TALKING: For a script that often does variations on the line "Just tell me where they are!" a lot of important details aren't as repeated or obvious; dialogue is used sparingly when it comes to explaining details. Don't come to Prisoners expecting everything to be perfectly drawn out - a handful of critics were asking each other questions about such details after my screening. Score: 6

SIGHTS: Master cinematographer Roger Deakins creates an epic nightmare in your own backyard with camerawork distinctly and immediately more artful than regular mainstream fare. Without even knowing who the cinematographer is, Prisoners is elevated to unquestionably cinematic with its slow tracking shots, specific framing, and constant foggy coloring. In an unexpected thrill, Prisoners is also able to make a highly intense moment of multiple-lane traffic weaving as one character speeds to the hospital, one of the film's most uncomfortable moments in an already overall claustrophobic experience. Score: 7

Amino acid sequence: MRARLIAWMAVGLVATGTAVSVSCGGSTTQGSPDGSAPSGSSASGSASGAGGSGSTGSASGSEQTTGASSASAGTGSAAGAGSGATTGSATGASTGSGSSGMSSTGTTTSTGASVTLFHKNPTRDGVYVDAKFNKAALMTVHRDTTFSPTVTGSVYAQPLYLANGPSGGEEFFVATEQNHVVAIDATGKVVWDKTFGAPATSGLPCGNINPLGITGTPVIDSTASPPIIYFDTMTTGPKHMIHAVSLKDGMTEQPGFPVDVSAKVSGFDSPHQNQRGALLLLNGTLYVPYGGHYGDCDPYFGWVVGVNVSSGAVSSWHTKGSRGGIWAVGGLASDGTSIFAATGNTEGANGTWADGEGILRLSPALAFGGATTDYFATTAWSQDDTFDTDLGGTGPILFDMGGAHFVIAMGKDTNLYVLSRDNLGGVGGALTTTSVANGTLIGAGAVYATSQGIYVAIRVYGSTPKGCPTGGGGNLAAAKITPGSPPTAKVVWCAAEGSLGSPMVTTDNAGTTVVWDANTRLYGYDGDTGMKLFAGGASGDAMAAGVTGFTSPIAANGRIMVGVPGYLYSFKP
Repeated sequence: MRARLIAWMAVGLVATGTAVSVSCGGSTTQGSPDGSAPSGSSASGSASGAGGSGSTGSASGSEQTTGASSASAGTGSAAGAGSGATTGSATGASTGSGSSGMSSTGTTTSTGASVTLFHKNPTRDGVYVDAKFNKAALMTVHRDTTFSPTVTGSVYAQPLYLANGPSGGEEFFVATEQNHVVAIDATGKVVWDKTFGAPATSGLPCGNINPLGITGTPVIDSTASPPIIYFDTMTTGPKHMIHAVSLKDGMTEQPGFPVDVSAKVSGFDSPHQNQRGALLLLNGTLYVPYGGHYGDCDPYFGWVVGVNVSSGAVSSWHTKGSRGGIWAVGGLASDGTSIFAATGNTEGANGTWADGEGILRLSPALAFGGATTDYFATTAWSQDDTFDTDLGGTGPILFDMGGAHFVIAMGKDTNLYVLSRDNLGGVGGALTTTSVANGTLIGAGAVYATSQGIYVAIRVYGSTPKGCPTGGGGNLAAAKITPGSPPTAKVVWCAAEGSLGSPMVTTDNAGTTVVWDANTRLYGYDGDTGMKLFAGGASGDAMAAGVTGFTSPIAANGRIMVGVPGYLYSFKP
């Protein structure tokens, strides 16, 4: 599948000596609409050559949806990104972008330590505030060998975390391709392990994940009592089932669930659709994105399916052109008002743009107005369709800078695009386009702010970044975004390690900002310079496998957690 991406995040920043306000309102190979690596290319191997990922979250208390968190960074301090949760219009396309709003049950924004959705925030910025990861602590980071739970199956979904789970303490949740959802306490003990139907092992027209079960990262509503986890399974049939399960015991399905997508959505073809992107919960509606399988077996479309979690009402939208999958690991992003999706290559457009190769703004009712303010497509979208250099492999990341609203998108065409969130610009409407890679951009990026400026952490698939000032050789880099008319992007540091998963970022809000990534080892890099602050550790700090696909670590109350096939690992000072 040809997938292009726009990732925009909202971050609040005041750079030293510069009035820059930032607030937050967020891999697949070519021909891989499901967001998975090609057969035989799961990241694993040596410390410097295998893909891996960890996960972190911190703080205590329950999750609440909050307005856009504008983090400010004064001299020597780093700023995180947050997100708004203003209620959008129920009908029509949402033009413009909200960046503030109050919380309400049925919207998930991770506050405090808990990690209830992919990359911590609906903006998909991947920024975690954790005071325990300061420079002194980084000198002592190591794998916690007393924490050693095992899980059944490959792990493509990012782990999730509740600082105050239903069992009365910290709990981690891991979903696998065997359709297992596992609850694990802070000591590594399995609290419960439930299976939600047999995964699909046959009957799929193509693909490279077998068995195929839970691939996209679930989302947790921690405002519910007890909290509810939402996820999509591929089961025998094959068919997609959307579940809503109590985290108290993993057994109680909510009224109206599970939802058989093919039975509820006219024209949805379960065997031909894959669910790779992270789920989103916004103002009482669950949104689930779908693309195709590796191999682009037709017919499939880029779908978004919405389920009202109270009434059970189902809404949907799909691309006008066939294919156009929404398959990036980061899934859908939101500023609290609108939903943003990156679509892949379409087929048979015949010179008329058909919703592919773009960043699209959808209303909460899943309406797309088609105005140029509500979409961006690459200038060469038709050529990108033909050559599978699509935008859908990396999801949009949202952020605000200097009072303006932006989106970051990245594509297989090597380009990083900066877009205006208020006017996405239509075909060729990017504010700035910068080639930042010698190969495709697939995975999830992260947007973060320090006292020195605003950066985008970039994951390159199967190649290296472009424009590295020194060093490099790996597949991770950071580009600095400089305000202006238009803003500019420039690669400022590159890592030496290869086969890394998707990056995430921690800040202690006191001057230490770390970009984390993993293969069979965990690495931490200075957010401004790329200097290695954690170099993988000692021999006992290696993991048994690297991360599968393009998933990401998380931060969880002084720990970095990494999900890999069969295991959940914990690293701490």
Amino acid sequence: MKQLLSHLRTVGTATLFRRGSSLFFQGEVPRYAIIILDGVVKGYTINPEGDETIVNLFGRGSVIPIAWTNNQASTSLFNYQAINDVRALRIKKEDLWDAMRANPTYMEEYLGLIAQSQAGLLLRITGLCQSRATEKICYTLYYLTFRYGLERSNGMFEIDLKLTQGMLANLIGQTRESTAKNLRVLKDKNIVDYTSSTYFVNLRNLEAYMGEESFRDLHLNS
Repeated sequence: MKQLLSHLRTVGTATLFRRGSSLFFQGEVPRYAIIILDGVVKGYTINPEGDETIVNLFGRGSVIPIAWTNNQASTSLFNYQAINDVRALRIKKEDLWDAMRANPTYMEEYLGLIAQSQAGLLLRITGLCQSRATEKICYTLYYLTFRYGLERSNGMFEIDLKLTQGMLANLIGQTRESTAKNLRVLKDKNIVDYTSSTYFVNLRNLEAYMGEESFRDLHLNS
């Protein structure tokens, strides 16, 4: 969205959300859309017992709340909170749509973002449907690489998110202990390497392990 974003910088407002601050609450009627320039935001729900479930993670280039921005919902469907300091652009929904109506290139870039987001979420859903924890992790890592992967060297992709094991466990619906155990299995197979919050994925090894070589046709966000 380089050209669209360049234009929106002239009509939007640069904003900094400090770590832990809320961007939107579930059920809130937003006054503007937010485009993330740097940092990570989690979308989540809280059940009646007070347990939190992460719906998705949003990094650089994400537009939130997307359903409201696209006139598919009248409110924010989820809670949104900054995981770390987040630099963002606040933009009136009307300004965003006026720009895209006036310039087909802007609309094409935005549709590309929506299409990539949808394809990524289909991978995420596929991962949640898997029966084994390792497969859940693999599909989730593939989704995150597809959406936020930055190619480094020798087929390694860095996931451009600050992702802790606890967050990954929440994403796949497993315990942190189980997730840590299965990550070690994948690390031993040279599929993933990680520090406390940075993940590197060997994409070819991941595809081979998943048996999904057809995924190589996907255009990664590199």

SOUNDS: Composer Johan Johansson's score creates some unbearable dread to accompany the much louder and more complicated statements by the film's characters. Within certain moments, Johansson builds his string-heavy orchestra to fine points. But it's the sound design, which uses a couple of thunderous booms in transitions (almost as if over-cautiously making sure all are paying attention), that gets in the way of a smooth aesthetic experience. Score: 7


BEST SCENE: The confrontation between Jackman and Gyllenhaal outside of a liquor store. Not for the screaming, but for the tension between the two.

ENDING: Given the pain already experienced throughout this movie, the slightly ajar door at the end of this story feels even more rough on our spirits. It's expected, but it still hurts.